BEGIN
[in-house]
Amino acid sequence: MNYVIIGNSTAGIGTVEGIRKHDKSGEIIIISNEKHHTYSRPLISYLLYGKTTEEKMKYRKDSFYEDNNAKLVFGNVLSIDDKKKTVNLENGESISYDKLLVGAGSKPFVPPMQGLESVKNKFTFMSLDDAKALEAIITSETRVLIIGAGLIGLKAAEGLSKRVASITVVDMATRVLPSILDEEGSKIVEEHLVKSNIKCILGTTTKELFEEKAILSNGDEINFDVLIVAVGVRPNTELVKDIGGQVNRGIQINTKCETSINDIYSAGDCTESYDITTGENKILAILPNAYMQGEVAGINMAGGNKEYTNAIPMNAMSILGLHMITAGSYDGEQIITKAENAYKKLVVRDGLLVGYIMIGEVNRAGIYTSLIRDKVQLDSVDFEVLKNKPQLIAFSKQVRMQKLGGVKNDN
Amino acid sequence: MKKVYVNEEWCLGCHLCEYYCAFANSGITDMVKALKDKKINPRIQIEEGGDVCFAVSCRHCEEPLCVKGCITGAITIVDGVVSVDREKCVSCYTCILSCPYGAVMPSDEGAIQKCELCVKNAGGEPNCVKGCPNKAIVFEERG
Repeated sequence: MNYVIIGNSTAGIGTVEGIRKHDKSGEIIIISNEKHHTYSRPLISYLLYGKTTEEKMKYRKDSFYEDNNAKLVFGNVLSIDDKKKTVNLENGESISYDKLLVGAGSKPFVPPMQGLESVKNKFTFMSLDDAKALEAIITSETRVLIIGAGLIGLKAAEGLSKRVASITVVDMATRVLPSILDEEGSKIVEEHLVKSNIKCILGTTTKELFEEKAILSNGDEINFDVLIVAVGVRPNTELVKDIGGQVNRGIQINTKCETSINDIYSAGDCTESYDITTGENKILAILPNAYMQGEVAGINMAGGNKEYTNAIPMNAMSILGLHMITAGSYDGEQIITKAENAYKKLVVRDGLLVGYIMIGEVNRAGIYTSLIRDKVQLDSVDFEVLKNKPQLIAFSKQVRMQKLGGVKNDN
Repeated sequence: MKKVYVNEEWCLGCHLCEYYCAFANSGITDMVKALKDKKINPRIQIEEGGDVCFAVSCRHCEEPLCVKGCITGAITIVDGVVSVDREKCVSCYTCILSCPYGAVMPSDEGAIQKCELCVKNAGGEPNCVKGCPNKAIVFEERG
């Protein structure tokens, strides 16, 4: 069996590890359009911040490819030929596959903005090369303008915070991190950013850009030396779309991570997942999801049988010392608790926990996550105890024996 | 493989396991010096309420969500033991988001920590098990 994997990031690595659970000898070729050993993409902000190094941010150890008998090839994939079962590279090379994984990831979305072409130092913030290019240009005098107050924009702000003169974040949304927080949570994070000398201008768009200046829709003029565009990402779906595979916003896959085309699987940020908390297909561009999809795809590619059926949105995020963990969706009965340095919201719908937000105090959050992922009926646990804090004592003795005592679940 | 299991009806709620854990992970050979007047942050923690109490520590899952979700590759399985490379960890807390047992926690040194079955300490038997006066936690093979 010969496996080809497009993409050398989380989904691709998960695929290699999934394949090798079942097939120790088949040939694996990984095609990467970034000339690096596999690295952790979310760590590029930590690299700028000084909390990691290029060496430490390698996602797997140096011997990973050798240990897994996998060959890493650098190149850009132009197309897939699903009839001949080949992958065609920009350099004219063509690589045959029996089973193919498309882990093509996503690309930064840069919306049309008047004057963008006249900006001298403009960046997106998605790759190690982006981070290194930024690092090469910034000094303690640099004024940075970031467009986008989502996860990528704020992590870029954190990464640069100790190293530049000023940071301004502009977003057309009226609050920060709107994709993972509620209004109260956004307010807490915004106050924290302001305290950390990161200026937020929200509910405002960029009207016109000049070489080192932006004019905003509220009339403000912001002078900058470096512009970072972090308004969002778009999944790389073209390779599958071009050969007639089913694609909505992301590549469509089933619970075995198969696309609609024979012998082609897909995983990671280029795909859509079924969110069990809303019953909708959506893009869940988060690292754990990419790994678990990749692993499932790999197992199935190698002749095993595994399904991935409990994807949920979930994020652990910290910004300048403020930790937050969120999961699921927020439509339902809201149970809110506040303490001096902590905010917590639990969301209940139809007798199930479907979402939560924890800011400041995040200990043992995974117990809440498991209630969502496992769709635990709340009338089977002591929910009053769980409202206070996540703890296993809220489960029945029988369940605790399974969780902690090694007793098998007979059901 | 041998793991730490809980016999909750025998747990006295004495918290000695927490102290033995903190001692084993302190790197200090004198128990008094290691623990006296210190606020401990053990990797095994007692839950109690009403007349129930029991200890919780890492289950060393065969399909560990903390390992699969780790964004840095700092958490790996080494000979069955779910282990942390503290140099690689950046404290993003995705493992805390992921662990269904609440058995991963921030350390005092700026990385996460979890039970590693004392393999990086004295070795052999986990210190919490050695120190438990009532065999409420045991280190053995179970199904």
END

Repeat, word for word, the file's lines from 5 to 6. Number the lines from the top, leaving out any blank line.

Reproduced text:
Repeated sequence: MKKVYVNEEWCLGCHLCEYYCAFANSGITDMVKALKDKKINPRIQIEEGGDVCFAVSCRHCEEPLCVKGCITGAITIVDGVVSVDREKCVSCYTCILSCPYGAVMPSDEGAIQKCELCVKNAGGEPNCVKGCPNKAIVFEERG
């Protein structure tokens, strides 16, 4: 069996590890359009911040490819030929596959903005090369303008915070991190950013850009030396779309991570997942999801049988010392608790926990996550105890024996 | 493989396991010096309420969500033991988001920590098990 994997990031690595659970000898070729050993993409902000190094941010150890008998090839994939079962590279090379994984990831979305072409130092913030290019240009005098107050924009702000003169974040949304927080949570994070000398201008768009200046829709003029565009990402779906595979916003896959085309699987940020908390297909561009999809795809590619059926949105995020963990969706009965340095919201719908937000105090959050992922009926646990804090004592003795005592679940 | 299991009806709620854990992970050979007047942050923690109490520590899952979700590759399985490379960890807390047992926690040194079955300490038997006066936690093979 010969496996080809497009993409050398989380989904691709998960695929290699999934394949090798079942097939120790088949040939694996990984095609990467970034000339690096596999690295952790979310760590590029930590690299700028000084909390990691290029060496430490390698996602797997140096011997990973050798240990897994996998060959890493650098190149850009132009197309897939699903009839001949080949992958065609920009350099004219063509690589045959029996089973193919498309882990093509996503690309930064840069919306049309008047004057963008006249900006001298403009960046997106998605790759190690982006981070290194930024690092090469910034000094303690640099004024940075970031467009986008989502996860990528704020992590870029954190990464640069100790190293530049000023940071301004502009977003057309009226609050920060709107994709993972509620209004109260956004307010807490915004106050924290302001305290950390990161200026937020929200509910405002960029009207016109000049070489080192932006004019905003509220009339403000912001002078900058470096512009970072972090308004969002778009999944790389073209390779599958071009050969007639089913694609909505992301590549469509089933619970075995198969696309609609024979012998082609897909995983990671280029795909859509079924969110069990809303019953909708959506893009869940988060690292754990990419790994678990990749692993499932790999197992199935190698002749095993595994399904991935409990994807949920979930994020652990910290910004300048403020930790937050969120999961699921927020439509339902809201149970809110506040303490001096902590905010917590639990969301209940139809007798199930479907979402939560924890800011400041995040200990043992995974117990809440498991209630969502496992769709635990709340009338089977002591929910009053769980409202206070996540703890296993809220489960029945029988369940605790399974969780902690090694007793098998007979059901 | 041998793991730490809980016999909750025998747990006295004495918290000695927490102290033995903190001692084993302190790197200090004198128990008094290691623990006296210190606020401990053990990797095994007692839950109690009403007349129930029991200890919780890492289950060393065969399909560990903390390992699969780790964004840095700092958490790996080494000979069955779910282990942390503290140099690689950046404290993003995705493992805390992921662990269904609440058995991963921030350390005092700026990385996460979890039970590693004392393999990086004295070795052999986990210190919490050695120190438990009532065999409420045991280190053995179970199904």